There are several different ways to approach payment arrangements and a lot of this would depend on the type of work that you are outsourcing to your VA. Typically, a virtual assistant is flexible and can accept a number of different payment arrangements. Sometimes the VA will accept a number of different payment arrangements from the same client, based on the portfolio of work required. In the corporate world it is traditional to deal with an invoicing system and most, especially larger, clients expect that the vendors provide them with a “net 30 day” arrangement. This is the amount of time that the client will take to process the invoice through their internal system, prior to a check being written and sent to the vendor.
In truth this is a somewhat cumbersome arrangement and hardly what we would call efficient in today’s “communicated” world. A lot of organizations are a little bit “tardy” when it comes to paying these invoices, and a 30 day payment can often stretch into 45 or 60 days before the check is actually written and sent out in the mail. Nevertheless, your virtual assistant can consider the potential costs associated with accepting this form of payment and this may be reflected in the rates that are agreed upon.
When work is project based, an invoice can be created at the appropriate time and linked to a purchase order provided by the client, if applicable. With a traditional invoicing arrangement like this terms may be due upon receipt, so when the VA submits or e-mails an invoice it should be processed promptly. Your VA may have a merchant account, meaning that they will be able to collect payment by processing a credit card on file. This alleviates the client from the hassle of physically writing a check and mailing it, as the VA can be authorized to process the card for the payment when the invoice submitted is approved.
At Virtual Assistant Chick, we use the online payment processing giant Paypal to alleviate the need to collect credit card numbers from our clients. You simple click “pay” on your invoice and then are taken to Paypal’s website to complete your payment. If the VA is working on a monthly retainer basis, then the payment would be expected by a certain date on a regular and ongoing basis. This could be handled by credit card, by standing order or by a transfer of funds from a bank, or by setting up a “subscription” in Paypal. I have this option in place for many clients, and it allows us to work seemlessly with them without having to worry about payments coming in on time.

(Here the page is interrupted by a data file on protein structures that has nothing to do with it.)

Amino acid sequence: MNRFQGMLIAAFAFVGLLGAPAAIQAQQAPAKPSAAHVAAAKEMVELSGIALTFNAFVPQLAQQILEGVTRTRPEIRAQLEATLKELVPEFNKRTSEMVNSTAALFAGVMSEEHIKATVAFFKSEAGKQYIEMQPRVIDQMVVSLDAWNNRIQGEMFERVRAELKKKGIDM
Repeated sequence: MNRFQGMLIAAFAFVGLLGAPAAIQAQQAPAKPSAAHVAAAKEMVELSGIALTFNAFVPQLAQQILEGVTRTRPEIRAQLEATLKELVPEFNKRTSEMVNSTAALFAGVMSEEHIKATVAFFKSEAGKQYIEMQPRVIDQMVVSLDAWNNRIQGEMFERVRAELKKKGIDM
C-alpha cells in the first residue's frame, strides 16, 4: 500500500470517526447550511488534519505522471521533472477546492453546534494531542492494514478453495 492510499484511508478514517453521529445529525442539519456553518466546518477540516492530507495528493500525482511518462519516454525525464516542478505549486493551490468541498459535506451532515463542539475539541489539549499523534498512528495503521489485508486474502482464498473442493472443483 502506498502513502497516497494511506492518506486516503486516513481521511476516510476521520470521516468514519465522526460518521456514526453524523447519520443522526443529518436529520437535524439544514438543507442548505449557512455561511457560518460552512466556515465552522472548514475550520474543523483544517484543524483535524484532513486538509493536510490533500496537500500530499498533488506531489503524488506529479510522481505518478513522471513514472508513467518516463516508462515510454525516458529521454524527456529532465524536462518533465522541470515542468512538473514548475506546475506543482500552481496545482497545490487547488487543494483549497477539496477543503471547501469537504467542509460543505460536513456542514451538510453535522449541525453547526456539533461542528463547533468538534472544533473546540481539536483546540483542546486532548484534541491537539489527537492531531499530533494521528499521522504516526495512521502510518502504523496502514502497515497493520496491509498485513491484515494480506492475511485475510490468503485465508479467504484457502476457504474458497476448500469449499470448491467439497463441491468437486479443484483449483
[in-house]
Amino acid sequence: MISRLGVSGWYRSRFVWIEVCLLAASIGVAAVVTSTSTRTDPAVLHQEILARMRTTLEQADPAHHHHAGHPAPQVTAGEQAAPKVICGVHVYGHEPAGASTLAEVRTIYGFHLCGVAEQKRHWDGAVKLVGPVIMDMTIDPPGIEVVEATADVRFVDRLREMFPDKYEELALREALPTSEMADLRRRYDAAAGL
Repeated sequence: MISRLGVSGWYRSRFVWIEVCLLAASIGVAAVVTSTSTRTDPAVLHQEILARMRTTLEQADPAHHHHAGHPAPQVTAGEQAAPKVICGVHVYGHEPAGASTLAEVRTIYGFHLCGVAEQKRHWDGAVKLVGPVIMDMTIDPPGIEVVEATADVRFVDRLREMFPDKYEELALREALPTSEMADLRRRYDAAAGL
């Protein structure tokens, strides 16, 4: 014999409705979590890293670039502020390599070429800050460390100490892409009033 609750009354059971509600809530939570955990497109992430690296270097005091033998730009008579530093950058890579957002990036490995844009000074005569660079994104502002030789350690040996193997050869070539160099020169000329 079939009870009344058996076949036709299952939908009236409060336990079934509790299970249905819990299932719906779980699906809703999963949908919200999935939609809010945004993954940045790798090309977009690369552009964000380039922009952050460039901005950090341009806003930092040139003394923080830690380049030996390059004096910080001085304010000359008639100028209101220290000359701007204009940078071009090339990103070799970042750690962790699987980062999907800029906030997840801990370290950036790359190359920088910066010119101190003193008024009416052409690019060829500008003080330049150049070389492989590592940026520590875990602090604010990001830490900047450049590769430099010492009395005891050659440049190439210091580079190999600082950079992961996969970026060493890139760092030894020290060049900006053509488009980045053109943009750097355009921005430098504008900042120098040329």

About the author: For the past 7 years, April Sullivan has worked along side many Realtors, Business Coaches, and Entrepreneurs, helping them build the businesses of their dreams. By developing systems, strategies, and new solutions, she has been a partner in their success. April is the founder of Virtual Assistant Chick, EntreLeverage, co-founder of the REVA Academy, and is also a new VA mentor. She lives with her husband and 4 children in sunny California.
Recently I have been experiencing a great deal of inquiries as to what exactly my company does and how we serve the general consumer. So in response, the following is just a few points on the subject. Thanks in advance for reading.
From personal experience, I am finding that my services are proving to be extremely useful for the small business owner and startup businesses. The way I do business and the structure of my company fits perfectly for those small business owners who need some assistance but are afraid of the physical and monetary encumberences of hiring a permanent employee, (providing office space, equipment, steady hours, etc). The small business owner usually finds themselves in a position where they are experiencing greater activity and bringing in more money but maybe not quite enough to take on a steady employee.
The structure of some businesses makes it impractical for them to have a live office which is another reason why Virtual Assistant’s are increasing in popularity. The Virtual Assistant works from their satellite office taking the burden of providing office space and equipment off the small business owner. Because VA’s (or Business Support Specialists which is my preferred title), work on an as needed basis, clients can be assured they are only paying for the work completed. There is no need for guaranteed hours, (so no worries about wasted employee office hours) or the offering of benefits as Virtual Assisstants work on a subcontractor basis and are responsible for taking care of these items on their own. You would be amazed at the amount of work a Virtual Assistant can conduct in an hour’s time! It definitely goes without saying that you are getting more for your money with a Virtual Assistant than a steady employee in most instances.